In the making of theatre, crisis, risk and invention are essential steps in any creative process which demands rigour and engagement.
Women's International Theatre Festival and Meeting
28.05 - 09.06 / 2013
Odin Teatret, Holstebro, Denmark
Some people say that the Chinese ideogram for 'crisis' is composed of two signs: 'danger' and 'opportunity'. I am not interested in discussing whether this is true or not, but in seeing beyond the contradictory aspects of experiences that are generally considered to be negative in order to find inspiration for alternative ways of thinking and producing as women who work in theatre. This is why I have linked the word crisis with risk and invention, with an emphasis on the need to change.
Nowadays crisis is a frequently used word; often followed by unemployment, bankruptcy, cuts and national debt. The word usually refers to economic crisis, but also to a political and moral crisis, a crisis of values and a loss of belief in the future. Young people, angry and indignant, are born in an era that does not seem to offer opportunities.
Crisis is also a common word in conversations about theatre. Not only because of the difficulty of selling performances and earning a living, but also because theatre is an artistic form that requires physical presence and an interaction with a relatively limited number of spectators, in an era that is increasingly concerned with virtual and technological communication and where numbers count more than individual human beings.
In the making of theatre, crisis, risk and invention are essential steps in any creative process which demands rigour and engagement. When struggling to make new work and overcome the clichés of our experience, in search of potential and unexpected directions, we all go through periods of crisis: questions, doubts, feelings of powerlessness and even paralysis, which have to be resolved in order to move on.
In my vocal work as an actress, problems and difficulties have provoked the imperative creative stimulus to find personal solutions. In my work as a director the moment when I believe the performance will never function is always the turning point which then reveals the hidden meaning of the work. Within The Magdalena Project, refusing the status quo, hierarchies, male supremacy and organisation has helped us find alternative horizontal networking structures and artistic challenges. Overcoming a crisis, taking risks and inventing are not only ways of remaining alive, but also of rediscovering every day the meaning theatre work has for us. We search for forms that satisfy our sense of rebellion and for ways of passing on knowledge and experience that defy traditional academic structures.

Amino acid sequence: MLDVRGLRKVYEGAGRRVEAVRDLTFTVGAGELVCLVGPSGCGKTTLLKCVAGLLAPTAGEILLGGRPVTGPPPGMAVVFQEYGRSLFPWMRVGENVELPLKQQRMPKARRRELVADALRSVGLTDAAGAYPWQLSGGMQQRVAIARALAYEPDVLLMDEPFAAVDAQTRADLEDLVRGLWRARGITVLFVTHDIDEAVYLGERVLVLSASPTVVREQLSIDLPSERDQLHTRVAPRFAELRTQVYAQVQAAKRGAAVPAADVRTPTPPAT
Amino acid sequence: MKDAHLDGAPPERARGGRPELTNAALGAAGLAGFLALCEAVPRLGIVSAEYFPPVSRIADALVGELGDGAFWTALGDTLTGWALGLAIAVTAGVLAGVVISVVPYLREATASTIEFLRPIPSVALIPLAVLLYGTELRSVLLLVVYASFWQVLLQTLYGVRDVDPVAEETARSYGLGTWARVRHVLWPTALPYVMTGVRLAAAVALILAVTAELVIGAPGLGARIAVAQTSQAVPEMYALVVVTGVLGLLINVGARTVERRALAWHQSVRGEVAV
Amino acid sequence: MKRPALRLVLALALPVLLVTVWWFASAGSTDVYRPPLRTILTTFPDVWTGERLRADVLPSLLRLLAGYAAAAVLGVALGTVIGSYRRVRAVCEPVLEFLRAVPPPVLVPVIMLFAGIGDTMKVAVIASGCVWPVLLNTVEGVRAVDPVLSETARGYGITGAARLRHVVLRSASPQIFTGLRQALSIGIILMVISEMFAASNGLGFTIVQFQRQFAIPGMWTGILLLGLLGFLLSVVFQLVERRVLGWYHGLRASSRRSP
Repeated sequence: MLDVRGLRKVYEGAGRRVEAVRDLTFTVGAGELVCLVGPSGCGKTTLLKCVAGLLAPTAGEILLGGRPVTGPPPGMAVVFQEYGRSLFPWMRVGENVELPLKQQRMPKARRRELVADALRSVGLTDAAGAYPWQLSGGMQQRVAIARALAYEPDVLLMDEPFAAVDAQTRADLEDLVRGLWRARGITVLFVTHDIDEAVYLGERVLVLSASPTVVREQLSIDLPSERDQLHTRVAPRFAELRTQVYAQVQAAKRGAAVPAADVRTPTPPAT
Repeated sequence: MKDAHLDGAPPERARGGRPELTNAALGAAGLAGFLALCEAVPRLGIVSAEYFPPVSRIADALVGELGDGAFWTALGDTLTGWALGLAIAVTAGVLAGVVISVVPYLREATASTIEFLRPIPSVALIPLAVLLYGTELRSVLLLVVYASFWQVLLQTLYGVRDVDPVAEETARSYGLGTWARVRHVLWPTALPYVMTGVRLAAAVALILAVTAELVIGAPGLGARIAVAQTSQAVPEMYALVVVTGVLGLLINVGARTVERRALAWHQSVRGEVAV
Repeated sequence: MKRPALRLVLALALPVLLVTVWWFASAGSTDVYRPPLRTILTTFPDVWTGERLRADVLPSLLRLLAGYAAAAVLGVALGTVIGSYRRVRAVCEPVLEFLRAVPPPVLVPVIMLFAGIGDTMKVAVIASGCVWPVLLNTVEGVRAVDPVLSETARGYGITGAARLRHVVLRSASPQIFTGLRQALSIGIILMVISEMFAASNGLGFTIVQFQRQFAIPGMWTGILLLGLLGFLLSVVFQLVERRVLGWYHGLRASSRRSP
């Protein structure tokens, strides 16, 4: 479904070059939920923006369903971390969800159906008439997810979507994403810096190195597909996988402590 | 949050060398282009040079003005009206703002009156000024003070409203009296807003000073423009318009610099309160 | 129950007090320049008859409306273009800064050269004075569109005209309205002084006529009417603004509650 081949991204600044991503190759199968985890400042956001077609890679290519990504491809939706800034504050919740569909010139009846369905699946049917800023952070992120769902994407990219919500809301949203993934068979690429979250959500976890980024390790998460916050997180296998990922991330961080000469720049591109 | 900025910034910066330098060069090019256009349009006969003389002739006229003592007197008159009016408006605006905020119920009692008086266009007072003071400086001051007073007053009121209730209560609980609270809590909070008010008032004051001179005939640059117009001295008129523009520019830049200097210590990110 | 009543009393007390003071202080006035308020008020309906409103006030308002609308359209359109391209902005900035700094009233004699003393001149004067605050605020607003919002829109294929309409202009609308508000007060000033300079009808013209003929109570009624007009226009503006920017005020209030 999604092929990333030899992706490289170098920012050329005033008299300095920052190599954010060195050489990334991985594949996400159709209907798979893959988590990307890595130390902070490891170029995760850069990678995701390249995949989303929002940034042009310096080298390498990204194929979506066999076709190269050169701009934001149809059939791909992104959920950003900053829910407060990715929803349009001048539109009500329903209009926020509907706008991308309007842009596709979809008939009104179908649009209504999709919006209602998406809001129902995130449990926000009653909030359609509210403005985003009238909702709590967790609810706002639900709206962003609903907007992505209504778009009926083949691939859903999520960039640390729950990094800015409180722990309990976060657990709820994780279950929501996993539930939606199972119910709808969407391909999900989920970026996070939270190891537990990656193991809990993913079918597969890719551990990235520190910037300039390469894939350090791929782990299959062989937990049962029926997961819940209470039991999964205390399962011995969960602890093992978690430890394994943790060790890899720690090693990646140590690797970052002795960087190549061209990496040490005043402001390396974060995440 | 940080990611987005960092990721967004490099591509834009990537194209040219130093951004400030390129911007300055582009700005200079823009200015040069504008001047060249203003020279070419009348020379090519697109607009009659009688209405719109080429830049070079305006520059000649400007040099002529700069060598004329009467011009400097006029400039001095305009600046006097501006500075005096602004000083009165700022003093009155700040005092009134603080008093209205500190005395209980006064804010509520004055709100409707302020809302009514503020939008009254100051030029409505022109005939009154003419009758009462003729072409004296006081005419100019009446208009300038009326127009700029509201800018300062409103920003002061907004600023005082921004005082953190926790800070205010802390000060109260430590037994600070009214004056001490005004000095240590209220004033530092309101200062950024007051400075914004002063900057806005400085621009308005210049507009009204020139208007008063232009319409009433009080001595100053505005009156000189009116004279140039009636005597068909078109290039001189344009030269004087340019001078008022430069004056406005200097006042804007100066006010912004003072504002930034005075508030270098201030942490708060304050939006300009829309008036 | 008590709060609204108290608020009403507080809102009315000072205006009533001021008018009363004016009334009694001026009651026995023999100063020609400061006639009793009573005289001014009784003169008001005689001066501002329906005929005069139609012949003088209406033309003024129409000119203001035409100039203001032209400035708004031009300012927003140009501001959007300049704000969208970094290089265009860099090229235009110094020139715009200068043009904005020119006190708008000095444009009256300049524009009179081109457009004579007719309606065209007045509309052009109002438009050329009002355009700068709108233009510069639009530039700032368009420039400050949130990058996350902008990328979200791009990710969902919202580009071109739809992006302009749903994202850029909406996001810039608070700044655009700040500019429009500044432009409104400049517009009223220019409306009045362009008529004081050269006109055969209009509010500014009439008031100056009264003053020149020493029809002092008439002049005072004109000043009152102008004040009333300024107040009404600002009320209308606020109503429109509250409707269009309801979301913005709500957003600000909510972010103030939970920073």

Various women and performances have been invited to the Transit 7 Festival in order to share their moments of crisis and the strategies they use to overcome them. The performances, work demonstrations, workshops and talks will give examples of how the urgent need to react to the injustice that surrounds us is transformed into a practice of assuming precarious positions and of developing forms which express our revolt. Fighting isolation and finding support in a network of women who make theatre in all corners of the world is one way to do so. We will share techniques and work methods in a landscape of theatrical gardens that allow space for sequoias, willows and mushrooms alike, and allow us to rediscover the desire to shape a possible future.